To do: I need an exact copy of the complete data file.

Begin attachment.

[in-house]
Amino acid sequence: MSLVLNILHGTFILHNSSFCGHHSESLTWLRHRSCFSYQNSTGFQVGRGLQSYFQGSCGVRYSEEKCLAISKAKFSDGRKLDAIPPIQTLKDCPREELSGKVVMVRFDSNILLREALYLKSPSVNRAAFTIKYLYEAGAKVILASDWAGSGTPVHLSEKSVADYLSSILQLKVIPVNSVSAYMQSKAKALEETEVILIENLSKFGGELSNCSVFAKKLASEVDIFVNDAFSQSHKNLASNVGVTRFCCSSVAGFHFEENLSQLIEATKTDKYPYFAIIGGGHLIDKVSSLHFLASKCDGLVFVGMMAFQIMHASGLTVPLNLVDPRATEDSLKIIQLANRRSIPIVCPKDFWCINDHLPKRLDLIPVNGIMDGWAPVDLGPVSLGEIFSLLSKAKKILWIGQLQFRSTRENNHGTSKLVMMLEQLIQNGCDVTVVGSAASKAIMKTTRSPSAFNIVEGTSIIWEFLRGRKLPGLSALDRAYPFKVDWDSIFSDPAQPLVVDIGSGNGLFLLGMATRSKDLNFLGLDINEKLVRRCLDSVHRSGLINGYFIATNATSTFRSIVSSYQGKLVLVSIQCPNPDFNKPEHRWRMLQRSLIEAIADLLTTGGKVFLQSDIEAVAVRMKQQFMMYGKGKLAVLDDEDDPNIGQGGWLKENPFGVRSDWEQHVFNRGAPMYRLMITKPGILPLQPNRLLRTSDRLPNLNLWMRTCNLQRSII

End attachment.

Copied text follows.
[in-house]
Amino acid sequence: MSLVLNILHGTFILHNSSFCGHHSESLTWLRHRSCFSYQNSTGFQVGRGLQSYFQGSCGVRYSEEKCLAISKAKFSDGRKLDAIPPIQTLKDCPREELSGKVVMVRFDSNILLREALYLKSPSVNRAAFTIKYLYEAGAKVILASDWAGSGTPVHLSEKSVADYLSSILQLKVIPVNSVSAYMQSKAKALEETEVILIENLSKFGGELSNCSVFAKKLASEVDIFVNDAFSQSHKNLASNVGVTRFCCSSVAGFHFEENLSQLIEATKTDKYPYFAIIGGGHLIDKVSSLHFLASKCDGLVFVGMMAFQIMHASGLTVPLNLVDPRATEDSLKIIQLANRRSIPIVCPKDFWCINDHLPKRLDLIPVNGIMDGWAPVDLGPVSLGEIFSLLSKAKKILWIGQLQFRSTRENNHGTSKLVMMLEQLIQNGCDVTVVGSAASKAIMKTTRSPSAFNIVEGTSIIWEFLRGRKLPGLSALDRAYPFKVDWDSIFSDPAQPLVVDIGSGNGLFLLGMATRSKDLNFLGLDINEKLVRRCLDSVHRSGLINGYFIATNATSTFRSIVSSYQGKLVLVSIQCPNPDFNKPEHRWRMLQRSLIEAIADLLTTGGKVFLQSDIEAVAVRMKQQFMMYGKGKLAVLDDEDDPNIGQGGWLKENPFGVRSDWEQHVFNRGAPMYRLMITKPGILPLQPNRLLRTSDRLPNLNLWMRTCNLQRSII